Photo by Derick McKinney on Unsplash

Dear Anonymous,

So I confess that I outsourced this question to my best friend whose two darling babies were conceived via IVF and her response was (and I quote): "What. The. Actual. F#$%?!" She then followed that up with, "Does she want to maintain this relationship?"

So we'll start there. Actually, let's start by saying that the neighbor was way, way out of line. Being entitled to an opinion is not the equivalent of having the right to say to a neighbor that you think their child should never have been born. I'm sorry that you had to hear that, and I know it had to be unbelievably hurtful.

Back to the question: Do you want to have any kind of relationship with this neighbor and, if so, what kind of relationship would that be? It seems like it would be hard to be more than cordial with someone who would say that to you, so I'm guessing you're not looking to build a real friendship. Can you avoid her and still let your children play together? Are you comfortable letting your child play in her house/yard without being there? 

Next question: Would you rather put on a thin veneer of politeness and never confront her about this statement, or are you just looking for the right words?

We're all pretty well socialized on how to seethe silently and never confront someone, so if that's what you choose, I'll just say that you're not wrong to prioritize keeping the peace for the sake of your child or for your own mental health if the idea of confrontation really stresses you out. It might not be worth it. As long as I was confident the neighbor would never say something hurtful directly to my child, I don't think I would try to put limits on the friendships with her kids. And for that reason, I can see the benefit of just avoiding her as much as possible but keeping things peaceful so that the kids can still play.

However, her opinion is likely never to change if she's never asked to reflect on it. If you decide to have a conversation with her, I would imagine starting with something like this:

"You know, you made a comment a while back that has really been bothering me, and I wanted to make sure I understood what you said." Or "You said something a while back that I can't stop thinking about, and I'm not sure you realized how hurtful it could be."

Presumably she'll look shocked and ask you to say more, and then you can say, "When you said that you don't think people who aren't able to have kids should not be able to have 'lab babies,' are you talking about children who are born through IVF?"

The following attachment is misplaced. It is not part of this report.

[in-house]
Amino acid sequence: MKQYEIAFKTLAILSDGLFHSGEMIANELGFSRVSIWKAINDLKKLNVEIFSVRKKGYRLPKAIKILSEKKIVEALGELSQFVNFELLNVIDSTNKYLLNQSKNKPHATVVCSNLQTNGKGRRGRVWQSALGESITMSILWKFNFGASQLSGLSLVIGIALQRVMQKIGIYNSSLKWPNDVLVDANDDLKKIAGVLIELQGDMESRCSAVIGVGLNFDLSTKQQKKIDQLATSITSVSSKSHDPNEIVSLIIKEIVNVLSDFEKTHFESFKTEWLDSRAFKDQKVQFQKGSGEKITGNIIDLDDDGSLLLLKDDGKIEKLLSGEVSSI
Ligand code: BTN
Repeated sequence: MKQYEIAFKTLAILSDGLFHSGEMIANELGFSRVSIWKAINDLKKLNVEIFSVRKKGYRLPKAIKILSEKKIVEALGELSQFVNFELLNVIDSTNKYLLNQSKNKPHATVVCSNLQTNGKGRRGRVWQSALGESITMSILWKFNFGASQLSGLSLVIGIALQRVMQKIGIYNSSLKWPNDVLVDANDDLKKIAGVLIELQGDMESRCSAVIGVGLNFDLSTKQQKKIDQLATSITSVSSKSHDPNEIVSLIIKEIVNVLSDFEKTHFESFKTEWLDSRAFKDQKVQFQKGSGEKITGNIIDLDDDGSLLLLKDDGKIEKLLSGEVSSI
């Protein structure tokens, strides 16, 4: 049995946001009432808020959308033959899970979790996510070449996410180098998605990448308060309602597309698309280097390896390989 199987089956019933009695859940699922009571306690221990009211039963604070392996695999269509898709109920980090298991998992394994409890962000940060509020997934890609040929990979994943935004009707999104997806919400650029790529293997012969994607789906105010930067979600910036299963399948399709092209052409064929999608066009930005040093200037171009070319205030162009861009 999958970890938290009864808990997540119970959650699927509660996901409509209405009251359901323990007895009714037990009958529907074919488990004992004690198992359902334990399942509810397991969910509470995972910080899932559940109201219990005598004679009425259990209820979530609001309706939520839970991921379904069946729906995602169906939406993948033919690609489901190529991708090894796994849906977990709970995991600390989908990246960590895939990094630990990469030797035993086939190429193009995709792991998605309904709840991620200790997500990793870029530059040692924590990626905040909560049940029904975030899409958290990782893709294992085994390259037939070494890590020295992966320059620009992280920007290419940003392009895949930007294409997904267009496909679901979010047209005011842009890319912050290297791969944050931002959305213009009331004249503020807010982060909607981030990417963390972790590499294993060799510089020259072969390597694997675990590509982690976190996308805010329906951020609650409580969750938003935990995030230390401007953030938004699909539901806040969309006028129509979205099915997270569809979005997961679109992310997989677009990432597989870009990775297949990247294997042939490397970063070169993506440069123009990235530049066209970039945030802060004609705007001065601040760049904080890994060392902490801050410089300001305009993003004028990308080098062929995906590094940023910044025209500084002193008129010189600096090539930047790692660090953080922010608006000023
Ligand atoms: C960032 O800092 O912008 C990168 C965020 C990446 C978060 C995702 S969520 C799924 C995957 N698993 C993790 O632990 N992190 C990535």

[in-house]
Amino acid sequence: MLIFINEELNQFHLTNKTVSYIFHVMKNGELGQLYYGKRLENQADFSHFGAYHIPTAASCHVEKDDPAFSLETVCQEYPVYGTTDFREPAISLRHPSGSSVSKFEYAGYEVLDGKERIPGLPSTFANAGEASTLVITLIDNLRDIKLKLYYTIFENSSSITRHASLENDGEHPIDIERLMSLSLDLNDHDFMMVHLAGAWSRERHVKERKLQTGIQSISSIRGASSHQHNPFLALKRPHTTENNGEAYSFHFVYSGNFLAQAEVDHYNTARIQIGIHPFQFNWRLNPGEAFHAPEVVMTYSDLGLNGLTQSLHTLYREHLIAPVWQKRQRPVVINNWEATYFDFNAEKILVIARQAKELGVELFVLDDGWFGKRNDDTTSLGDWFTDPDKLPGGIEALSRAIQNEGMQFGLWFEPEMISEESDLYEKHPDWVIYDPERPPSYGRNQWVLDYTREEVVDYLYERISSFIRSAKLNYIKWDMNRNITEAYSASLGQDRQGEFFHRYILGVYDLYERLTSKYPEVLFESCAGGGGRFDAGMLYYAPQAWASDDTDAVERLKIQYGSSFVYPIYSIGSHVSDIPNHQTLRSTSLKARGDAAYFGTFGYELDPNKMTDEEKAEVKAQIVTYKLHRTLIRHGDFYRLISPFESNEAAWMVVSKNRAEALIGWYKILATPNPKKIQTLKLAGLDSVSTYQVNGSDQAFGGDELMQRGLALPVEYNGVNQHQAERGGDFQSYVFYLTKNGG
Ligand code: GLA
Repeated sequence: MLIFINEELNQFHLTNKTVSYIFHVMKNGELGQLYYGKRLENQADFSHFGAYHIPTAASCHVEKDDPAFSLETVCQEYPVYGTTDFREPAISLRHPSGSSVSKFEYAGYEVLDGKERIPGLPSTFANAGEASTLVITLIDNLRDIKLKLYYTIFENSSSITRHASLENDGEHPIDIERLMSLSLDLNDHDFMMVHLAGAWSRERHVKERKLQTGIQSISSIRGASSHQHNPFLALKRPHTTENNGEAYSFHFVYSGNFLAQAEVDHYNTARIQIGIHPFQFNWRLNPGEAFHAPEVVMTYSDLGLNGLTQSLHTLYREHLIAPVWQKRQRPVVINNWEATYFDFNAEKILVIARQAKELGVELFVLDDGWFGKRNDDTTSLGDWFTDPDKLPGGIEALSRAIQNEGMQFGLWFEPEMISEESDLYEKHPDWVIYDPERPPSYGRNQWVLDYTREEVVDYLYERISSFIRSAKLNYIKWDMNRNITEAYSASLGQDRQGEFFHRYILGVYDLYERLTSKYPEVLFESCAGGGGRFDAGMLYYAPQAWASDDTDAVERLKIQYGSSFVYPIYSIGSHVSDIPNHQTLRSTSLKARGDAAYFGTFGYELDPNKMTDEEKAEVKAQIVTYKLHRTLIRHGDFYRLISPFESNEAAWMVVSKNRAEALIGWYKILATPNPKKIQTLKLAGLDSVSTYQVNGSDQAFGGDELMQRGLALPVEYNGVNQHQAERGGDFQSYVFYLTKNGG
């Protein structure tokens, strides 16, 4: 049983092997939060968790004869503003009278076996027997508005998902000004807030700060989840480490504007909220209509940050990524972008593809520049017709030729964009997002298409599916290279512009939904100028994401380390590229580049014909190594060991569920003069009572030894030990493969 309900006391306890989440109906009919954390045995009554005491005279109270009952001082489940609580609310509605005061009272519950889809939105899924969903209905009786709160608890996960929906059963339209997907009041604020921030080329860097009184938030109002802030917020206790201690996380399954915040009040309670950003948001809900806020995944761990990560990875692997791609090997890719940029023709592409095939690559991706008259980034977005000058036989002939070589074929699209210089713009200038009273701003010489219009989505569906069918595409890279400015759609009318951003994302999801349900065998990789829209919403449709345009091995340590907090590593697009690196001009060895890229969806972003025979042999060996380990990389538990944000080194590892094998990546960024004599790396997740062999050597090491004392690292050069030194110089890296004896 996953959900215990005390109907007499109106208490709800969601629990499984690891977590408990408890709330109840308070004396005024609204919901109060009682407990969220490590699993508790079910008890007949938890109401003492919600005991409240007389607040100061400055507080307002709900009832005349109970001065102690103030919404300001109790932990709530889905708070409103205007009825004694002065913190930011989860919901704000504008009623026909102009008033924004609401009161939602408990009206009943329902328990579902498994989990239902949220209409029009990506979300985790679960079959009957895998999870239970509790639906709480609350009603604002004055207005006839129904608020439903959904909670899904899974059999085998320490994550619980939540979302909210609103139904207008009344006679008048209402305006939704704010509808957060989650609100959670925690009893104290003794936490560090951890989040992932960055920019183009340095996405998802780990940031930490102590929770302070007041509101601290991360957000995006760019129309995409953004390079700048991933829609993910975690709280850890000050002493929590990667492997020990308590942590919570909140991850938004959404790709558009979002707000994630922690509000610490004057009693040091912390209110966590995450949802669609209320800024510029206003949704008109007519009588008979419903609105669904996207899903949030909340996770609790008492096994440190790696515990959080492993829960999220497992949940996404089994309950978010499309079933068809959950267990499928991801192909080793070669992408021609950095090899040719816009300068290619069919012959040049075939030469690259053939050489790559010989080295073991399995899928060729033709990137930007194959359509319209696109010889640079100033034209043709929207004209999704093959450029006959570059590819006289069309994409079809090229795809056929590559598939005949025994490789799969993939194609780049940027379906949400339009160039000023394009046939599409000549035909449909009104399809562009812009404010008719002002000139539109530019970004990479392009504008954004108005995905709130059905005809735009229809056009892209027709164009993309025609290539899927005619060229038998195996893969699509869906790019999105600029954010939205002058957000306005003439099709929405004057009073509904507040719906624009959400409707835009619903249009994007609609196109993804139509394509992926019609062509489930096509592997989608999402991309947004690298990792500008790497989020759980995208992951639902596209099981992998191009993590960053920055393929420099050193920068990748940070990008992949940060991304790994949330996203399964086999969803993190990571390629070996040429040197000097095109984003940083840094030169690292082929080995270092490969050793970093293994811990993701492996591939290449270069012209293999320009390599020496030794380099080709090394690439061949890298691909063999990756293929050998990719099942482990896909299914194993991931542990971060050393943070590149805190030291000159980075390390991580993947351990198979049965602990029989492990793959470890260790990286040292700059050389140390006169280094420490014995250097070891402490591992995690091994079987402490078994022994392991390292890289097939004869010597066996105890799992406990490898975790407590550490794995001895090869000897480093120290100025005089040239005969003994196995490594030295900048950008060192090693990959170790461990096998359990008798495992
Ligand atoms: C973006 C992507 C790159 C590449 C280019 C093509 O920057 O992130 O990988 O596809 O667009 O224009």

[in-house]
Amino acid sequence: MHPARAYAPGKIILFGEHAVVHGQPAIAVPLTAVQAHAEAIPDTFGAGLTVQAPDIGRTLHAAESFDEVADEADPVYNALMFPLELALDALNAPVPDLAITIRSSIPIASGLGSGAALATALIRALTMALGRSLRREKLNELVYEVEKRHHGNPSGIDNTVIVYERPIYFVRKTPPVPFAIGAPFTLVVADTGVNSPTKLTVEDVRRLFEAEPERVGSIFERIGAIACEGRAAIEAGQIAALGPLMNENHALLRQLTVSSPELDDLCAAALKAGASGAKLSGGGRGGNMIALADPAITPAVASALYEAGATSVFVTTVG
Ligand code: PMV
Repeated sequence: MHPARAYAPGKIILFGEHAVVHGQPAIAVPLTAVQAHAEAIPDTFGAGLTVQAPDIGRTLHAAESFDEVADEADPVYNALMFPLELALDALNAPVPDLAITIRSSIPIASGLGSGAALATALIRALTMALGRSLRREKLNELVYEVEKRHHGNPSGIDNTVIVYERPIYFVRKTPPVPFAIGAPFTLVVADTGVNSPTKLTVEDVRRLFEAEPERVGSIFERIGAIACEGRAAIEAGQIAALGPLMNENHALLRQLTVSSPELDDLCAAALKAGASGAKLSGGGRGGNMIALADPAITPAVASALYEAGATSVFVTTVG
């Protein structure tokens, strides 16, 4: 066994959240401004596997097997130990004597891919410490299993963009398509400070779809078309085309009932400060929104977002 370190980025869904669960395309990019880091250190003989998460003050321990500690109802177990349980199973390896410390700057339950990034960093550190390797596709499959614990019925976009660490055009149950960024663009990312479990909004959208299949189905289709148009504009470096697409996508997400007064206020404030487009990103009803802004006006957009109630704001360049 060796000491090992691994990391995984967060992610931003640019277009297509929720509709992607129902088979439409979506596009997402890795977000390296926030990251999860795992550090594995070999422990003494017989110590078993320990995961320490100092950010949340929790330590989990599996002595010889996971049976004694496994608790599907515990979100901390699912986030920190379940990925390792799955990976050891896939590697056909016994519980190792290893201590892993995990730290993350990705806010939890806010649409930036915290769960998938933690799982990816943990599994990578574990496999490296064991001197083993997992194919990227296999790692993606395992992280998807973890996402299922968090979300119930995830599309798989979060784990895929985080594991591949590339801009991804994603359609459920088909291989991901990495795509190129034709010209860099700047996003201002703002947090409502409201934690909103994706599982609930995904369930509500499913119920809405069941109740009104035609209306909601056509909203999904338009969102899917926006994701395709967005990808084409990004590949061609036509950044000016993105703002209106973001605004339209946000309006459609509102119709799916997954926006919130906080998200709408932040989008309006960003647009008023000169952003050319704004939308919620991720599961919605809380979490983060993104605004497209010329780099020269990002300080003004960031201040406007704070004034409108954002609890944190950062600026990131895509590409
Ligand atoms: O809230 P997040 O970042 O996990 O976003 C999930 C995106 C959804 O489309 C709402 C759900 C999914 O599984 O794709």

Pause to let her talk... and I have no way of knowing how this might go. She might talk about religious beliefs, in which case you'll have to say firmly, "Well, we obviously have very different opinions on this issue but I'll pray for you" and leave it at that. Or she might try to explain it in some other way. Best case scenario, she apologizes! If not, you can listen and then say, "You are aware that we were able to have [child's name] because of the miracle of IVF?" and see if she has further comment. 

If she doubles down, then you know she is unkind and pretty toxic and you want to avoid her. You can close the conversation by saying something like, "I think it is easy for you to have those opinions because this has never been your personal struggle. I'm grateful every day for my child." And then walk away.

If she seems open to a conversation and you feel like sharing, you could talk more about your experience with infertility, or the issue of infertility more broadly and see if you can get to a clearer understanding or educate her about how to be a little more empathetic. It's possible that she has never deeply reflected on what her statement actually means or how it would impact people that she actually knows. (It's easy to make sweeping statements, but it's much harder to be hateful up close.)

The other thing you can do is to write a letter or email, starting it the same way you might a conversation, but without having to wait for her to respond. You can restate what she said and explain how it made you feel. This leaves open three outcomes:

- She confronts you and is unapologetic or she tries to offer context but stands by her statement.
- She apologizes.
- She avoids you forever.

But at least you'll get to say your piece and she'll know where you stand. 

Once again, I'm sorry you had to hear someone say that. I'm so grateful for IVF as it has created some of the coolest kids I know. Celebrate your miracle kiddo and know that the opinions of your neighbor can never diminish the value and sparkle that your child brings to the world. 

Ms. B

Tuesday, February 2, 2021

Disconnected Thoughts

So remember how last week I was like, "Probably my book will be available this weekend!" 

Womp-womp. Not so much.